When you were a kid, did your mom ever make you watch history documentaries? You know the ones; maybe they were about the Civil War, or the Aztecs, or uncovering the secrets of Ancient Egyptians (seems as if new mummies are discovered every day). There was a deep voiced narrator who had perfected the art of sounding ominous, and interviews with at least one old guy who appeared to spend too much time locked away in a dusty museum basement. But the best parts of the film were when they would use actors to reenact historical moments in the background. You could watch Pharaoh so-and-so yell at underlings, lounge by the Nile, order a pizza, and ultimately die at the hands of some angry conspiring family member (okay, I made up the pizza part). If you’re like me, you ultimately found yourself surprisingly entertained. Fifteen years later, it’s not what you’d pick for movie night, but you still remember enjoying the learning process.
I finished a book a while ago that reminded me of one of those films– King’s Shadow by Angela Hunt. Based on the events just before Christ, the story revolves around King Herod’s sister Salome and her fictionalized handmaid Zara. Since much of the unfolding drama in the book is drawn from true history of the time, the plot meanders around like ordinary life does. Real people rarely have stories that fit perfectly into the plot-writing standards you learned in high school English, with orderly climaxes and obvious overarching themes. For those reasons, I think Angela’s hands were tied, (pen and all) and the story tends to lack direction.
That said, King’s Shadow still did an amazing job breathing life into the years just before and up to Messiah’s birth. Christian fiction centered on the years of Jesus’ life are commonplace, but the time period for this book was unique–and set the stage in a way that helped me to better understand the cultural and political backdrop that followed. It documents Herod’s life through the eyes of a sister who is fiercely loyal, even as he slowly degenerates into the baby-killing monster we read about every Christmas. If you enjoy political intrigue, there is plenty of it here, even (or especially) within the royal family. Handmaid Zara is a quiet presence throughout, lending the viewpoint of a God-fearing and humble Jew.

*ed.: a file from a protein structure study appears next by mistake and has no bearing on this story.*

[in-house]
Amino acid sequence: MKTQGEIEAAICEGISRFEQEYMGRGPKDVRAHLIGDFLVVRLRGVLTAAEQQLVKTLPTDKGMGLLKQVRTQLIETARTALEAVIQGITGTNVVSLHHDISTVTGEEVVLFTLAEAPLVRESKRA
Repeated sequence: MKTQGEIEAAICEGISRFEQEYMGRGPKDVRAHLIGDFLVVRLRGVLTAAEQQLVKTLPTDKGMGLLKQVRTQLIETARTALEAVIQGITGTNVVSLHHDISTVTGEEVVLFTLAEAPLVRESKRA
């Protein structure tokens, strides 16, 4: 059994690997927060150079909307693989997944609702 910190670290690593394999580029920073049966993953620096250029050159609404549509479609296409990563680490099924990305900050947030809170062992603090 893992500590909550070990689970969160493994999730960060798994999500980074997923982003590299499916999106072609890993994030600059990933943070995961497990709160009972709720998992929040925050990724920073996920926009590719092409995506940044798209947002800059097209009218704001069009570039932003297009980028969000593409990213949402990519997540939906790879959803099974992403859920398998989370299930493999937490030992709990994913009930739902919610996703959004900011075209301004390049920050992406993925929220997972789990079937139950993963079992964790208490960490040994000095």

Of course, I made the mistake of reading what turned out to be the fourth book in a series (!)– oops. Do I regret it? No. This book solidified my opinion that Angela Hunt’s best work is her historical fiction. Her research and rich writing style shine here, while the constraints of the timeline help her keep her characterizations and stories more believable (something I think she struggles with in some of her contemporary fiction, such as an earlier work, The Canopy). Not unlike those documentaries, I walked away feeling as if I knew the time period and the motivations of its main players better, but lacking deep emotional attachment to the story or practical application to my own life. For those pros and cons, I gave the book 3/5 stars.
Do you like documentaries? Who are your historical inspirations? As always, I love hearing from you.